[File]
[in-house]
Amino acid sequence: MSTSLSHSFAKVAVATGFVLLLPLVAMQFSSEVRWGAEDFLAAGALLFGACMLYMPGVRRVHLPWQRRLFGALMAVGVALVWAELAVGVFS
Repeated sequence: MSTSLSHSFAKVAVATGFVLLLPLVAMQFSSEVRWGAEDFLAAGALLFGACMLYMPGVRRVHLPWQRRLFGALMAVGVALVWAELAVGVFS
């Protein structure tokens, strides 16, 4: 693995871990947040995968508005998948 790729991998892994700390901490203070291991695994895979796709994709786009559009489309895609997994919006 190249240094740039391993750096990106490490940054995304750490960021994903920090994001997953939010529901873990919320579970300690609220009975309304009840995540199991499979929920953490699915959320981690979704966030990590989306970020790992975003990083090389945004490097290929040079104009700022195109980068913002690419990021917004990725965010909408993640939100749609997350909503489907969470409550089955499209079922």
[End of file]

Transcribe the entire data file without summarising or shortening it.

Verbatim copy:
[in-house]
Amino acid sequence: MSTSLSHSFAKVAVATGFVLLLPLVAMQFSSEVRWGAEDFLAAGALLFGACMLYMPGVRRVHLPWQRRLFGALMAVGVALVWAELAVGVFS
Repeated sequence: MSTSLSHSFAKVAVATGFVLLLPLVAMQFSSEVRWGAEDFLAAGALLFGACMLYMPGVRRVHLPWQRRLFGALMAVGVALVWAELAVGVFS
């Protein structure tokens, strides 16, 4: 693995871990947040995968508005998948 790729991998892994700390901490203070291991695994895979796709994709786009559009489309895609997994919006 190249240094740039391993750096990106490490940054995304750490960021994903920090994001997953939010529901873990919320579970300690609220009975309304009840995540199991499979929920953490699915959320981690979704966030990590989306970020790992975003990083090389945004490097290929040079104009700022195109980068913002690419990021917004990725965010909408993640939100749609997350909503489907969470409550089955499209079922």